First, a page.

Keystone Girls Venice Parade, June 10th, 1917 

Keystone Beauties Victors in Great Bathing Parade at Venice - Movie Capital Admits Keystone Girls Supreme

If pride be sinful, then out guilt is enormous.

We are unable to contemplate the honors and prizes won by the Mack Sennett – Keystone girls at the annual Venice bathing suit parade without visibly swelling. It was a wonderful tribute to the charm and beauty of the Sennett – Keystone girls.

From a field of scores of pretty girls of pretty girls who competed for the prizes, the Sennett – Keystone girls swept off nearly all the honors. All that was left for the others lesser beauties was a lungful of ocean breeze.

Perhaps we should explain what this Venice bathing suit parade is all about.

Venice is a summer resort on the Pacific Coast about sixteen miles from Los Angeles. It is a little summer city built in imitation of the great Venice. Its summer cottages lie along canals that form a network of waterways back from the ocean.

Several years ago, a little wager between two admiring gentlemen grew into a public contest between the girls of Venice as to which had the prettiest bathing suit.

Every year it has been repeated. Every year, the contest has grown keener. Every year the number of pretty girls in the contest has grown larger. Every year, the contest has been more dazzling.

Given originally as a frolic in a summer resort, the contest has grown in scope. Girls now come from far and near. To win this event is to be stamped as a glowing beauty.

So enormous have the crowds become that the original plan of wheeling the girls in beach chairs along the broad esplanade along the ocean front was abandoned this year.

This year they erected a big wooden platform. Each girl’s name was called in her turn and she walked across this platform with 75,000 people oh-ing and ah-ing in admiration of the lady and her bathing suit.

This is the first year that the Sennett – Keystone girls have competed. Competitors against them were society girls, summer resortors, and scores of beautiful girls from other motion picture companies having studios in Southern California. Arrayed against the Sennett – Keystone girls was the flower of screen pulchritude – the selected beauties of the different studios.

Some of the other motion picture girls had the benefit of professional boosting. Some of them had professionally enthusiastic young men from the studios who carried megaphones and implored the crowds to cheer when Miss So and So from the Umpty Studio was announced.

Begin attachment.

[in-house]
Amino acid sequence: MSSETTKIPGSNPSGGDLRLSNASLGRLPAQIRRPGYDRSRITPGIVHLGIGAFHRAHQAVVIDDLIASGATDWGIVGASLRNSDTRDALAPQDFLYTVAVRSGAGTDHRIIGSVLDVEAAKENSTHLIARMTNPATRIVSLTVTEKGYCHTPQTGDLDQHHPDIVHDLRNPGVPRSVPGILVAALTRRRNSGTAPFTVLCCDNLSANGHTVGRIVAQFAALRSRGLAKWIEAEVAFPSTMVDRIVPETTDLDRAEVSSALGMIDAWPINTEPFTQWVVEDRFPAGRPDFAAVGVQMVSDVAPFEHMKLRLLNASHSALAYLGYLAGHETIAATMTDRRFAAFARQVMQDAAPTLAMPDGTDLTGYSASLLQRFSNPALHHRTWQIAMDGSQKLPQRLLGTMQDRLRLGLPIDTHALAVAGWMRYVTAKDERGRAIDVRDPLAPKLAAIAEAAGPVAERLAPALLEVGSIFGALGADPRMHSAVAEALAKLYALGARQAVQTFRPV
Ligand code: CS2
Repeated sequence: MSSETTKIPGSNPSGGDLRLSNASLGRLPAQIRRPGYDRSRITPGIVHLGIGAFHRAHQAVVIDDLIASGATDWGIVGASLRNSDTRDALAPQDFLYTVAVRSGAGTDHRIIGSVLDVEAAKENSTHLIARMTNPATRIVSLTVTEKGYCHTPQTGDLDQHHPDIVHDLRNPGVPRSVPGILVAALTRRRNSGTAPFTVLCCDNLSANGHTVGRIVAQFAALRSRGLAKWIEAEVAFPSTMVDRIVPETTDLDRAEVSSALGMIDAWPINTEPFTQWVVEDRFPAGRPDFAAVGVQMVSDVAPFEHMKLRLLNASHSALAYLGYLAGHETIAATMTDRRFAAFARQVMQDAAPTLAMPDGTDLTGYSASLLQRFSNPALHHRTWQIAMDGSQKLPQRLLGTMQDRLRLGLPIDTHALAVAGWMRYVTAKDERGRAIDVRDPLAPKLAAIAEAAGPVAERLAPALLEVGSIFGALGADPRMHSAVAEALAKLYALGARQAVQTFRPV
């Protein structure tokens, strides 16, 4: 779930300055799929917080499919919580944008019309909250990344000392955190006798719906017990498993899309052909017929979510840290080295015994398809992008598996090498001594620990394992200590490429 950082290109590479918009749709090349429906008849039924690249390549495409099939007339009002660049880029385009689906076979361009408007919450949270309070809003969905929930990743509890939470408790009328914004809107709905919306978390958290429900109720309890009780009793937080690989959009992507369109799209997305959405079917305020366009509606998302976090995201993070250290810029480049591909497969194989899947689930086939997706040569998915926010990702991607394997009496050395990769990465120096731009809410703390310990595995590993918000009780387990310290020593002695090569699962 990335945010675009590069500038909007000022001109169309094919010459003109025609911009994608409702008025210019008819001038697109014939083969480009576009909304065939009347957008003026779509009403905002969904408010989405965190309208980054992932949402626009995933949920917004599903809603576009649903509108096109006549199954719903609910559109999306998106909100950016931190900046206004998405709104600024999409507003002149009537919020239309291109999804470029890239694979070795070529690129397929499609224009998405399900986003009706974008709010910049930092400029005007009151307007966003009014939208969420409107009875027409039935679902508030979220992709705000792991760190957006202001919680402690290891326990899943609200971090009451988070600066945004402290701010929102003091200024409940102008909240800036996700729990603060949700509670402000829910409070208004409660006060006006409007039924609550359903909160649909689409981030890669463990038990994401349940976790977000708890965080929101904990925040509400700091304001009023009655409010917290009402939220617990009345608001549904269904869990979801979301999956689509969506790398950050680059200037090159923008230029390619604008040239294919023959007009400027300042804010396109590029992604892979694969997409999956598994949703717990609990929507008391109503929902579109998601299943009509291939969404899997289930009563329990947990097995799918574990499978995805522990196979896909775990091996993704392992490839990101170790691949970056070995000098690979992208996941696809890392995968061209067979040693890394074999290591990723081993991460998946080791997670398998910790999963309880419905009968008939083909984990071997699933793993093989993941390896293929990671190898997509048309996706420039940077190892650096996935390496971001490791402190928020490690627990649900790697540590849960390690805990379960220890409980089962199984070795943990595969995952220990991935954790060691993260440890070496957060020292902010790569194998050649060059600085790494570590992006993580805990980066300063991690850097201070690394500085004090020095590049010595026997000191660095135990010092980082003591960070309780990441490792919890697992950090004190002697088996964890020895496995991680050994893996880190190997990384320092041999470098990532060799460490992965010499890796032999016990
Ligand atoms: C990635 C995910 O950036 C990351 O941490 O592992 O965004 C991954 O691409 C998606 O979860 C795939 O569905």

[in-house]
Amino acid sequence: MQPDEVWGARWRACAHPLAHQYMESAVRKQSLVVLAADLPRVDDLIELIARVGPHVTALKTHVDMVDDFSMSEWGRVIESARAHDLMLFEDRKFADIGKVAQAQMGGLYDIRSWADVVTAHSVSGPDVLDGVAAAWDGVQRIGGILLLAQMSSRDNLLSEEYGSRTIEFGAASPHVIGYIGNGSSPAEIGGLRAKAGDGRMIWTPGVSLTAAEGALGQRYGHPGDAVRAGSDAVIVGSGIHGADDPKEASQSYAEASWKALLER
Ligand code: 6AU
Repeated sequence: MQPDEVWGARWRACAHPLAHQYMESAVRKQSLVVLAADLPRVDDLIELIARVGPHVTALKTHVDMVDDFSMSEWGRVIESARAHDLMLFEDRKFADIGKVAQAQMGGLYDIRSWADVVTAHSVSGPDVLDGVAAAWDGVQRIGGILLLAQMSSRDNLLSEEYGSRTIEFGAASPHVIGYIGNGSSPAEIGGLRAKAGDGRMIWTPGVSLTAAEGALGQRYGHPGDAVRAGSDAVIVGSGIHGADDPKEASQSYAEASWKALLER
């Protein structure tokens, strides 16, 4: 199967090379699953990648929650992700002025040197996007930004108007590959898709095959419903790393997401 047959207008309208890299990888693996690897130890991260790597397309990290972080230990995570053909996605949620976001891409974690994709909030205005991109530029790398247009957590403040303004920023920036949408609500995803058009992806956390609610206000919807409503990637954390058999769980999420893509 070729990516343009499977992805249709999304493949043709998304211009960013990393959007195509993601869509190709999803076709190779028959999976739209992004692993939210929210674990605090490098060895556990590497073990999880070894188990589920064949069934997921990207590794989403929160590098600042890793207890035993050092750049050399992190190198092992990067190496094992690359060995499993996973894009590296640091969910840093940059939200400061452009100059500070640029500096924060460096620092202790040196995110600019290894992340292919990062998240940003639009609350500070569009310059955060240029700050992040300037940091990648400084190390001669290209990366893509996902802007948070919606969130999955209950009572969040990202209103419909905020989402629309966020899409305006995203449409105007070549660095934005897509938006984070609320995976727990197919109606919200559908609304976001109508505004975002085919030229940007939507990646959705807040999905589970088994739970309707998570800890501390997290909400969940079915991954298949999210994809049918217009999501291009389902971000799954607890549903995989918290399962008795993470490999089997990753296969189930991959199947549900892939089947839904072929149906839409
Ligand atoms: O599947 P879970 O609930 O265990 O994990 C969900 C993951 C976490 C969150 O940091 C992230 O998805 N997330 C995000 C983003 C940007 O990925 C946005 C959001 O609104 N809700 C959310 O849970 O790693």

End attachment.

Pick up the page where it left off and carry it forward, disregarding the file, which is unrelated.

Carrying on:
No one asked the crowds to cheer for the Sennett-Keystone girls.

As they climbed the runways and made their modest ways across the platform, 75,000 people cheered and waved their hats. They cheered again to show their approval when the judges handed out prize after prize to the Sennett – Keystone girls.

We like to think that it was not entirely on the ground of their girlish loveliness that the prizes were awarded. We like to think it meant something more than that.

Most of the girls from this studio have been recruited from schools and colleges. Nearly all of them live at home with their families in Loa Angeles.

They are all sweet, and young, and wholesome. Gloriously young and gloriously healthy and genuine. The Keystone girls who walked across the runway that Sunday at Venice were a living challenge to the rotten slanders that are sometimes circulated about motion picture studios. And they looked to be just what they are. And the crowds appreciated the fact and cheered.

Incidentally, it may interest some of the women readers to know what the girls wore. More than one girl will probably get a charming idea for a bathing suit from the costumes worn by the Sennett – Keystone girls on this triumphant occasion.

Mary Thurman, who won the Grand First Prize, wore a silk knit suit of Electric Blue, trimmed with white. It was figure fitting and open at the throat and laced with white bands. A tasseled girdle and panniere pockets heightened the cuteness and individuality of the costume as did a triangular collar with tasseled tip. The costume was furnished by the Venice Bathing Suit Store and was a “practical suit.”

Juanita Hansen, winner of second prize, graced a dazzling costume of gold cloth and gold lace, finished off with a green flop hat and shoes and hosiery to match.

It was fashioned in the new Chemise style, narrow shoulder straps and hanging in loose folds not quite halfway to the knees. The knickers were gold lace in cascade effect, Miss Hansen designed the costume herself with the aid of Bessie Schlank of the Schlank Costume Company of Los Angeles.

Marie Prevost and Maude Wayne captured the third prizes. Marie wore an orange and black Shepherdess Costume with appropriate hat and staff, furnished by the Bernal Dyas Company of Los Angeles and Maude wore a creation of gold with slippers and hosiery to match.

Originally published on June 25, 1917 in MACK SENNETT WEEKLY [doc]